Influences of varying stand harvest methods on timber harvesting costs in southwestern Virginia hardwoods
Bell, Robert D.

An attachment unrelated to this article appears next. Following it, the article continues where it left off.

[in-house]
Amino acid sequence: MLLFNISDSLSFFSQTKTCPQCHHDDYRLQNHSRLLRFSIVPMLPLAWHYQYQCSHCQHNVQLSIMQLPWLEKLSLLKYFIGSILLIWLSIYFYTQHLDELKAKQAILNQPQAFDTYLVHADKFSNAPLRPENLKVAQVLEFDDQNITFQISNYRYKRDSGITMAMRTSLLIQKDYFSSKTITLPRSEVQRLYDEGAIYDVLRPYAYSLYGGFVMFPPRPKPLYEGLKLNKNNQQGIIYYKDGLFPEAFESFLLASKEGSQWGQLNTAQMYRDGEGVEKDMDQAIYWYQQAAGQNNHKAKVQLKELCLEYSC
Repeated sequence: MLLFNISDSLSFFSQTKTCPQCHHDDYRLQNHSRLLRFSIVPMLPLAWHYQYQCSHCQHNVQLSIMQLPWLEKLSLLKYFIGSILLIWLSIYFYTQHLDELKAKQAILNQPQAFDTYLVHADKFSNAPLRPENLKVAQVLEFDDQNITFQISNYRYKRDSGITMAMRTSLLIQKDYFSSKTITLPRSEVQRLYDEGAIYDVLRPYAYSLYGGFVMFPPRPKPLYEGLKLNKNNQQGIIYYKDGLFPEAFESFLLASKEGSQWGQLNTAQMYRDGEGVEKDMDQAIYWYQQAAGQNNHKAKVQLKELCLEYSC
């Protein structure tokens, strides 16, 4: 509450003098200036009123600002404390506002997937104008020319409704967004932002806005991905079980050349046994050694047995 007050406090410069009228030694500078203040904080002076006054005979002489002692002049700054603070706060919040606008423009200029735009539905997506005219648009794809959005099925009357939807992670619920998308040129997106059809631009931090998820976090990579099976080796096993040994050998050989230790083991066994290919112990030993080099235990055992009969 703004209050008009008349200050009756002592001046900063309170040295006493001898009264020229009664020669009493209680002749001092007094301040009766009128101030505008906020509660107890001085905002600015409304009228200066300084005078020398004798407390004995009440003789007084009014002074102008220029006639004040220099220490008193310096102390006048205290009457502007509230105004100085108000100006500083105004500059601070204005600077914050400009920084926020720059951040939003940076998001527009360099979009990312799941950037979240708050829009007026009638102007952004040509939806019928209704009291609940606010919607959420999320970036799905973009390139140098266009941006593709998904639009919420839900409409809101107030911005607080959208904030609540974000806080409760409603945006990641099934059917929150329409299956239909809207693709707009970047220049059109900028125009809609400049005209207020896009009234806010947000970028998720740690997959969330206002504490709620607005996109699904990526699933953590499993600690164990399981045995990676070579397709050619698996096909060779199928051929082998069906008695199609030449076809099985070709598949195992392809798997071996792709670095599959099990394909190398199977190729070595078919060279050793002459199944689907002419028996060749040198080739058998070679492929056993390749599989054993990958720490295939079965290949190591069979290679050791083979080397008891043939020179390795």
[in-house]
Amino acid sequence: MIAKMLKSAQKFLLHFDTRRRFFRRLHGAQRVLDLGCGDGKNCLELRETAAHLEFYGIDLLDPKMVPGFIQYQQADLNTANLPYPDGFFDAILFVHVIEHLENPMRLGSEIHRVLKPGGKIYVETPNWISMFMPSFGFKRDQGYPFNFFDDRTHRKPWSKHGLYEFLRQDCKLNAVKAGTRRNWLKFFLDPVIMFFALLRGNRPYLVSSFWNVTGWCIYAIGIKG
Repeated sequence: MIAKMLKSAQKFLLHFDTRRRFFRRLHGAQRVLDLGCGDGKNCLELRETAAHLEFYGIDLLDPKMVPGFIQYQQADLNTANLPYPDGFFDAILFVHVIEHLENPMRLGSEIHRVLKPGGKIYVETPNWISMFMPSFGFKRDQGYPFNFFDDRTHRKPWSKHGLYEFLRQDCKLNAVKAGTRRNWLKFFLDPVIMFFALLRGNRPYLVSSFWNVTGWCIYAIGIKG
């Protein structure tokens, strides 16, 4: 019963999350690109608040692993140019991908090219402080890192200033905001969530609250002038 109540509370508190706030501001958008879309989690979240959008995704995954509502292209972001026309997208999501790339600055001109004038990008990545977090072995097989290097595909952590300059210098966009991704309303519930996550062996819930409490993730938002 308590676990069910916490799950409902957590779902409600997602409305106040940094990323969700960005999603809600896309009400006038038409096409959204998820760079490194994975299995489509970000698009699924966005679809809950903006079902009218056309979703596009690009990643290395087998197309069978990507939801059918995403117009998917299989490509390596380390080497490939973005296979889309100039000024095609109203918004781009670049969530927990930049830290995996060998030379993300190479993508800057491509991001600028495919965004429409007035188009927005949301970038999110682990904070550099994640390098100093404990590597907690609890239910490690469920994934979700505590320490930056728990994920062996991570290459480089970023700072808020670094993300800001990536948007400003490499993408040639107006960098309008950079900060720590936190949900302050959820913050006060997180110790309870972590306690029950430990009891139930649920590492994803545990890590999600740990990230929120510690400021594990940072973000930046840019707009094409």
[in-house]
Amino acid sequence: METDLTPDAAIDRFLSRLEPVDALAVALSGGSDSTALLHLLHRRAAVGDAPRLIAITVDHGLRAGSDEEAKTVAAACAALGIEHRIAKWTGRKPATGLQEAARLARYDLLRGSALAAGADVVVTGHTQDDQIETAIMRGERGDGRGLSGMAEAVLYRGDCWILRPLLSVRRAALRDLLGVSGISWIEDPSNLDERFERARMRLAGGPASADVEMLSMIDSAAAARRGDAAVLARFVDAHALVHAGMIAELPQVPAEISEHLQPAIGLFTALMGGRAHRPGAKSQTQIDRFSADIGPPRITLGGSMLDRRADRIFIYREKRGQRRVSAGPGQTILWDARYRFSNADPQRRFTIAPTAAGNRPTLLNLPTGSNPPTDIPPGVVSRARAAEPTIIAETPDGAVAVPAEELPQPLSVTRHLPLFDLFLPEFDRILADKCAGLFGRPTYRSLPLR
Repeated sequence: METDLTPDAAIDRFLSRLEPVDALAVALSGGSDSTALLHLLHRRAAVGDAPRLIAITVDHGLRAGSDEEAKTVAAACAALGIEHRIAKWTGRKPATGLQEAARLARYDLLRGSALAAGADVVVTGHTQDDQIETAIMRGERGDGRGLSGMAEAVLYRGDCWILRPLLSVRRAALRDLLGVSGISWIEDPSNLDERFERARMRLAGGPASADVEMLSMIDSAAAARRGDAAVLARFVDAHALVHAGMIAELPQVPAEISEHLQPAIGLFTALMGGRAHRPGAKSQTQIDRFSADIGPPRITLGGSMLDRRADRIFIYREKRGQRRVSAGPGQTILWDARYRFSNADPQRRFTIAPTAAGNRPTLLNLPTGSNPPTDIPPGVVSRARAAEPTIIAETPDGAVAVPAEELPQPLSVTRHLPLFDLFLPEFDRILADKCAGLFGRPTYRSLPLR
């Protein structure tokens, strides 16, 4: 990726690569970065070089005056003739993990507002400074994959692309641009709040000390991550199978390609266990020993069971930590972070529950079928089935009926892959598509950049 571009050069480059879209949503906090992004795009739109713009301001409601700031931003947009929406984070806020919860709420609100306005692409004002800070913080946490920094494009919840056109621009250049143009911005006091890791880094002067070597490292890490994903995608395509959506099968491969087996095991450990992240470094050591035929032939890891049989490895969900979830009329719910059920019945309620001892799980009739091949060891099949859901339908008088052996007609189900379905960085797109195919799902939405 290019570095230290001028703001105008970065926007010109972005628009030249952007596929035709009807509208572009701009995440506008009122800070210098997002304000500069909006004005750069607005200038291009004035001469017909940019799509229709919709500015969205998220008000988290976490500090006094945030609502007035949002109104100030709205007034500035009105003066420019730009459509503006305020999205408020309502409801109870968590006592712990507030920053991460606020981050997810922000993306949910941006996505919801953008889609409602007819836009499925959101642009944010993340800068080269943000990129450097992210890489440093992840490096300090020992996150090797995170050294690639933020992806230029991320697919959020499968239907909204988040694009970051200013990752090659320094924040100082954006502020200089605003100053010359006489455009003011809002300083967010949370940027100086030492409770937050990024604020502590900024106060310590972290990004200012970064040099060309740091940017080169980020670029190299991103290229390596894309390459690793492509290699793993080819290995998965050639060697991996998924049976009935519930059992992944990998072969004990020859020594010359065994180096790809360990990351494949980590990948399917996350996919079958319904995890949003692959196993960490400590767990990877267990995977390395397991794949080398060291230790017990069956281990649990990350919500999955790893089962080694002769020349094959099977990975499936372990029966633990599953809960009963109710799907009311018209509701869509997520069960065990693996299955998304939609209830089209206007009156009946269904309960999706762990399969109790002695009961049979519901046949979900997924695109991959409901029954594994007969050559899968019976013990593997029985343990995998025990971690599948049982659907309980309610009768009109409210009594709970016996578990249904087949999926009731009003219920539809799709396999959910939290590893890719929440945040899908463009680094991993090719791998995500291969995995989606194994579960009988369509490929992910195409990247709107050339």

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A method was developed for estimating costs of harvesting operations in the hardwood stands of the Appalachian region of southwestern Virginia. The method was then tested on one logging operation to estimate the cost of harvesting a group selection tract as compared to a clearcut. Eight loggers were contacted and interviewed to obtain data on their costs of logging. The mean, median, and standard deviation of the responses were calculated to develop a profile. Mean crew size was three men, including the owner operator. Mechanized equipment consisted of a cable skidder from 75 to 120 hp. and a small to medium size loader. Average skidder age was 4.8 years. Loggers produced 144 cords per week, of which 54.6% was pulpwood and 42.4% sawtimber with 3% firewood. Products were hauled an average of 33 miles one way. Labor costs, including wages and all benefits averaged $411 per man per week. Total harvesting costs had a mean of $2252 per week. Mean hauling cost was $1289 per week. Annual production averaged 6778 cords. Cords per man hour was 0.99. Total cost per cord including hauling averaged $26. The information taken from the interviews was incorporated along with data from current literature into the Harvesting Analysis Technique (HAT), a main frame harvesting simulator, to model group selection harvests against clearcut harvests. A twenty-seven acre group selection cut was compared to a 160-acre clearcut. Clearcut area was based on the access estimated possible by the group selection skid road network. Results showed group selection harvested at a 21% slower rate than clearcutting. Harvest cost per cord was 25.8% greater. Variation in cost was caused mainly by the increased average skid distances present in the groups. Every 100 foot increase in skid distance resulted in a $0.68 increase in cost per cord for skidding in group selection harvests compared to a $0.33 increase for clearcutting.
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